Architectural marvels of the Roman Empire that survive to this day
The Roman empire is truly one of the most powerful and influential empires in our history. With what started as a small city-state in Italy ultimately conquering the entire Mediterranean Peninsula and the whole of western Europe. Wit such vast land-masses we oftem are graced with architectural marvels around the empire. Though many of Rome’s monuments have deteriorated or have been lost to time due to wars or natural calamities, there do exist a few in semi-pristine conditions, here’s a list of few of them
Best Preserved Roman Monuments
The Maison Carree
This is an ancient Roman temple located towards the south of France in a city called Neim. This structure is almost 2000 years old and was dedicated to the Grand-sons of Augustus who died young shortly after it’s construction in 2 AD. The building has found use as a temple, then as a residence and more recently transformed into a fine art museum. The building is 28 meters long and 14 meters wide. A true marvel of ancient architecture
The Tower of Hercules
Not many would believe that a Tower built by the Romans would be the 2nd tallest lighthouse in Spain to this day. That is the identity of The Tower of Hercules, along with being the world’s oldest functioning lighthouse. At 55 meters this mega-project was undertaken during the rule of the emperor Trajan, in the 2nd century AD. The architecture is heavily influenced by the Tower of Alexandria
The Curia Julia
This building or at least part of it built by Julius Ceasar to house the Roman Senate. We say partly because this structure has had its own share of renovations even before Ceasar and continued to be rebuilt by many Roman rulers who followed. The final restoration of AD 305 by Emperor Diocletian was the final time the building would be totally renovated and is the form in which it still stands today. It is this well preserved due to the building being converted into a Church in the 7th Century AD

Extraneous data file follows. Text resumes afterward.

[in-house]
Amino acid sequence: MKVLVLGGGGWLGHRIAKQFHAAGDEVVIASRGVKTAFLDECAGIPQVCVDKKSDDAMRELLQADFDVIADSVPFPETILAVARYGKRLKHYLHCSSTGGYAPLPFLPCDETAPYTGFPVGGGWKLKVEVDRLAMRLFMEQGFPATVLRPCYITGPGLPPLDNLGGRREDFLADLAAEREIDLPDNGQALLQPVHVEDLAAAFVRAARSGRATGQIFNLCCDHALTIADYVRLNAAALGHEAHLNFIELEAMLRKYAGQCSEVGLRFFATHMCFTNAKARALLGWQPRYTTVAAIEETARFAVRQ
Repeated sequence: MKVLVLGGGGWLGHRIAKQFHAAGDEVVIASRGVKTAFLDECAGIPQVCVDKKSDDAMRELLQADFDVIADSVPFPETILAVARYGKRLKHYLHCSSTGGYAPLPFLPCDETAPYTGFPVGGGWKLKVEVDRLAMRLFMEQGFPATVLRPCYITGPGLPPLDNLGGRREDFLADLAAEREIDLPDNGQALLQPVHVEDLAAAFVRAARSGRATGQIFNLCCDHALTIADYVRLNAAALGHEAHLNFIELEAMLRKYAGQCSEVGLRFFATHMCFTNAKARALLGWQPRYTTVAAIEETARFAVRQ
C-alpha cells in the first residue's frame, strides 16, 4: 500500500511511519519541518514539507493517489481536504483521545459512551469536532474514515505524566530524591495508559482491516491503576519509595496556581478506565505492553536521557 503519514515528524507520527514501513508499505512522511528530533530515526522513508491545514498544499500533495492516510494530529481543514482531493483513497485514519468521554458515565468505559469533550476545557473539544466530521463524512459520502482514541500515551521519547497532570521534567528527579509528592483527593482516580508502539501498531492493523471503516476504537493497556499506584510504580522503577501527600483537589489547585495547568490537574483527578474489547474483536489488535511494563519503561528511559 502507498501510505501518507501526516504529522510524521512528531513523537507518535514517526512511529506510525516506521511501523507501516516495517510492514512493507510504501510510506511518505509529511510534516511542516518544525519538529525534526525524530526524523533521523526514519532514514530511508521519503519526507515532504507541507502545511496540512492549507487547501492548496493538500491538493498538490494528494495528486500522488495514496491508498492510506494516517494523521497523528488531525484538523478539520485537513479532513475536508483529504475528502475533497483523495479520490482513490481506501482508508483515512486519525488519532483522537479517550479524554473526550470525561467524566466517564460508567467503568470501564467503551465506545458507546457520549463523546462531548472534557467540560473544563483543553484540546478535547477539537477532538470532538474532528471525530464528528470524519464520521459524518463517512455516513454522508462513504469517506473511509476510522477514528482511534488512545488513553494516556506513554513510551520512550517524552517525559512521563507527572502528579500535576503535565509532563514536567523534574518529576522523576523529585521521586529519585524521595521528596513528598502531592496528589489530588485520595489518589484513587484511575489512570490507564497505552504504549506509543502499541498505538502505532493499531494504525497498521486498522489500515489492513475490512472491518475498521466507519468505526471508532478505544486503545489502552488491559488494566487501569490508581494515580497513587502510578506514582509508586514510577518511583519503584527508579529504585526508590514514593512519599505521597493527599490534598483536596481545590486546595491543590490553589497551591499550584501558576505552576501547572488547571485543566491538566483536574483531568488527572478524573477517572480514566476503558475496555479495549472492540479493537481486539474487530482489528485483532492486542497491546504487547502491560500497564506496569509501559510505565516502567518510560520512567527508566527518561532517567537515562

The Temple of Augustus
This pristine white monument in the middle of Pula, Croatia was built in the memory of Rome’s first Emperor, Augustus. Augustus, like his adoptive father, Julius Ceasar, Augustus also wished to be deified and hence built this temple during his lifetime to be remembered by. Like all previous buildings, this too was converted to a Church, however it suffered heavy destruction in the 20th century due to Allied Bombing Raids. After the war the building was renovated on the basis of its remnants.
It is one of the best-preserved of all Ancient Roman buildings, in large part because it has been in continuous use throughout its history and, since the 7th century, the Pantheon has been in use as a church dedicated to “St. Mary and the Martyrs” It was rebuilt by the emperor Hadrian and probably dedicated about 126 AD. Its date of construction is uncertain, because Hadrian chose not to inscribe the new temple but rather to retain the inscription of Agrippa’s older temple, which had burned down.
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